| Pierce, Henry Lillie
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From: One of a Thousand. A Series of Biographical Sketches of One Thousand Representative Men Resident in the Commonwealth of Massachusetts, A.D. 1888-89. Compiled under the editorial supervision of John C. Rand. Boston: First National Publishing Company, 1890.
Pierce, Henry Lillie, son of Jesse and Eliza S. (Lillie) Pierce, was born in Stoughton, Norfolk County, August 23, 1825. He is a descendant of the ?John Pers, weaver,? who is recorded in an ancient document in the English Exchequer, bearing date April 8, 1637, as ?desirous to pass?? with his wife and children ?to Boston, in New England, to inhabit,? and who appears to have been admitted, under the name of John Pierce, to be a ?freeman,? in Watertown, in March, 1638.
The subject of this sketch received a good English education at the public schools in Stoughton, and at the state normal school in Bridgewater. In 1849 the family removed to a house in Dorchester, near Milton Lower Mills, where Mr. Pierce has ever since resided.
In 1850 he entered the chocolate manufactory of Walter Baker & Co., which was established on the Neponset River, near his home. On the death of the owner, in 1854, he took charge of the business, and from that time to this has been the sole manager.
At an early age he began to take an interest in public affairs, and while still a school-boy, contributed articles to some of the country papers. He took an active part in the organization of the Free Soil party of 1848, and subsequently of the party which grew out of it, and which elected Lincoln in 1860. At the state election of 1859 he was chosen a member of the lower branch of the state Legislature, in which he served four years?1860, ?61, ?62 and ?66. He took the initiative in securing the repeal of the state and national legislation which prevented the enlistment of colored men into the local militia and the United States Army. In 1862 he was chairman of the committee on finance, and in that capacity reported and carried through the House two measures of great importance?the act providing for the payment of the state bonds in gold and the act taxing savings banks and insurance companies.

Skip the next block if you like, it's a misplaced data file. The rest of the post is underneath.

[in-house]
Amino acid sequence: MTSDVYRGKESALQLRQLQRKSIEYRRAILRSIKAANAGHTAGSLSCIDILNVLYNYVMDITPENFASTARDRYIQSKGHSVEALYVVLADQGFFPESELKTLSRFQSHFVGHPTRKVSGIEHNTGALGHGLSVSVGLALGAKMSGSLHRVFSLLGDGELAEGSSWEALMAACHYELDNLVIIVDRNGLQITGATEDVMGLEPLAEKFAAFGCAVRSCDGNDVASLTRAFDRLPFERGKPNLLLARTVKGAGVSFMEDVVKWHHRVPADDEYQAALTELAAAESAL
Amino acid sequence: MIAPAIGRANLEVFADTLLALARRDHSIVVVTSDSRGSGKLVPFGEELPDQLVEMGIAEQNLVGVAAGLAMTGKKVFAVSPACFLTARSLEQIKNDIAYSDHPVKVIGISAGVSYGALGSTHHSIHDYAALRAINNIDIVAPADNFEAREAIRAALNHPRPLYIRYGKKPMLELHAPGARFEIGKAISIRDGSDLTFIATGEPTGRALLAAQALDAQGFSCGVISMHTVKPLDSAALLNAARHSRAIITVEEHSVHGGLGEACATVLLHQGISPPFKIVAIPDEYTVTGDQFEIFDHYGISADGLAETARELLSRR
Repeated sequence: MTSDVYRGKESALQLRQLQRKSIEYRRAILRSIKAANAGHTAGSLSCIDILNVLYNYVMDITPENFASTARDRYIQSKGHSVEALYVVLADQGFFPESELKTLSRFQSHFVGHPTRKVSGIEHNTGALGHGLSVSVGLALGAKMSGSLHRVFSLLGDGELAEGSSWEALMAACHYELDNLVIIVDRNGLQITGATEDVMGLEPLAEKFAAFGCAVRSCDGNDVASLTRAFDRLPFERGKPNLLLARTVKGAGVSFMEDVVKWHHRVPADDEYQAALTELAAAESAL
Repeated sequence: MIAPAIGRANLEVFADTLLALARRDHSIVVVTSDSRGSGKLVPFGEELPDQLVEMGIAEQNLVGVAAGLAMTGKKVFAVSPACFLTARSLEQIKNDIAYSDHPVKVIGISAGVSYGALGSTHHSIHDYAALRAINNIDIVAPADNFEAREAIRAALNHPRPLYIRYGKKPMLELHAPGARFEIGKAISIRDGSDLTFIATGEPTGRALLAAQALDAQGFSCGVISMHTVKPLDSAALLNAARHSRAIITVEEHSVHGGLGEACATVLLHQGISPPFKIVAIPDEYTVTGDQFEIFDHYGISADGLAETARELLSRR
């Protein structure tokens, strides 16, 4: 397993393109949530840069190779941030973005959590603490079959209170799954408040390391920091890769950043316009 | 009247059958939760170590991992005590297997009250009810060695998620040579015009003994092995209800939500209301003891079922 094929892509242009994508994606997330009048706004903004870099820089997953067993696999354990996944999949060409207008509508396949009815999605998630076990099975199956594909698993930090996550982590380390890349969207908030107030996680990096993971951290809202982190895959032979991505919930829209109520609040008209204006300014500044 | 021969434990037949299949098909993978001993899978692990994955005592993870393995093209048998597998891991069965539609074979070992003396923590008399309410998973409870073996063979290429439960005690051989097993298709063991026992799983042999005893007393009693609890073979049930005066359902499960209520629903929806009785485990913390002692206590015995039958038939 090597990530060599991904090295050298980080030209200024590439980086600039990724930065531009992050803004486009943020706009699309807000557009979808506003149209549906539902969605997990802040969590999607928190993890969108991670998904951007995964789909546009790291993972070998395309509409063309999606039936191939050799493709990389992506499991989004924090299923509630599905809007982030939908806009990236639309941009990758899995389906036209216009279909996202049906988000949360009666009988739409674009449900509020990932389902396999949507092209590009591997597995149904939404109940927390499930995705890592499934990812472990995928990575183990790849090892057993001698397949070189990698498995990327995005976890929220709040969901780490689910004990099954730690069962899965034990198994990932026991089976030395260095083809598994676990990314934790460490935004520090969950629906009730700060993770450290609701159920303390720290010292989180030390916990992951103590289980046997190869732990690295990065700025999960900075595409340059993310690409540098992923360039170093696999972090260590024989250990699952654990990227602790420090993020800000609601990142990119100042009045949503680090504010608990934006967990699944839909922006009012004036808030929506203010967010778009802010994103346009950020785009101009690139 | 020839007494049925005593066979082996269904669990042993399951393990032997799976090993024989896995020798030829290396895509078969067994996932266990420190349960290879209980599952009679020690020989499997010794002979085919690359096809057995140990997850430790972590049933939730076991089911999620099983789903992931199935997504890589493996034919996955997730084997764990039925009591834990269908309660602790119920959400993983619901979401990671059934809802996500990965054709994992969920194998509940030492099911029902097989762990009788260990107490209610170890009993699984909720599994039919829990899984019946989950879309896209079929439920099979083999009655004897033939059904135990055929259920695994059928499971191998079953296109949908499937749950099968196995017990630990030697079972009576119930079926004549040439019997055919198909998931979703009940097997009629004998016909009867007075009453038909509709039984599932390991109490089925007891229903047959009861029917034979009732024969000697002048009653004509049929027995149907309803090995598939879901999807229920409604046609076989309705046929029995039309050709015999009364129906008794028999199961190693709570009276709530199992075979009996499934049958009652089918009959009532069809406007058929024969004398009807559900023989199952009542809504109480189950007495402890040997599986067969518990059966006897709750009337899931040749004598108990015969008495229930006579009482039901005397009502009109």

On the annexation of Dorchester to the city of Boston, in 1869, he was elected to represent that district in the board of aldermen. After serving two years, he declined a renomination.
In 1872 he was nominated as a non-partisan candidate for the office of mayor of Boston, and, after a sharp contest, was elected. To improve the efficiency of the government, radical changes were needed in some of the departments, and such changes he not only recommended, but proceeded resolutely to carry out. Against very strong opposition, he re-organized the health and fire departments, and freed them from the personal and partisan influences to which they had long been subject. Before his first term as mayor had expired, he received the Republican nomination for representative in Congress from the 3d Massachusetts district, and was elect by an almost unanimous vote. He served during two terms, from December, 1872, to March 4, 1877, and took a prominent part in the important legislation of that period.
In 1877 he very reluctantly became the citizens? candidate for mayor Boston, and was elected by a handsome majority. He secured a complete re-organization of the police department, and an impartial and energetic enforcement of the laws regulating the sale of intoxicating liquors. At the expiration of his term he declined a re-election, and has not since held any political office. During the last ten years his time has been absorbed largely by his manufacturing business. He has traveled quite extensively in this country and Europe, and he has taken a prominent part in many of the reform movements of the day.
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Created: November 23, 2005 Modified: November 23, 2005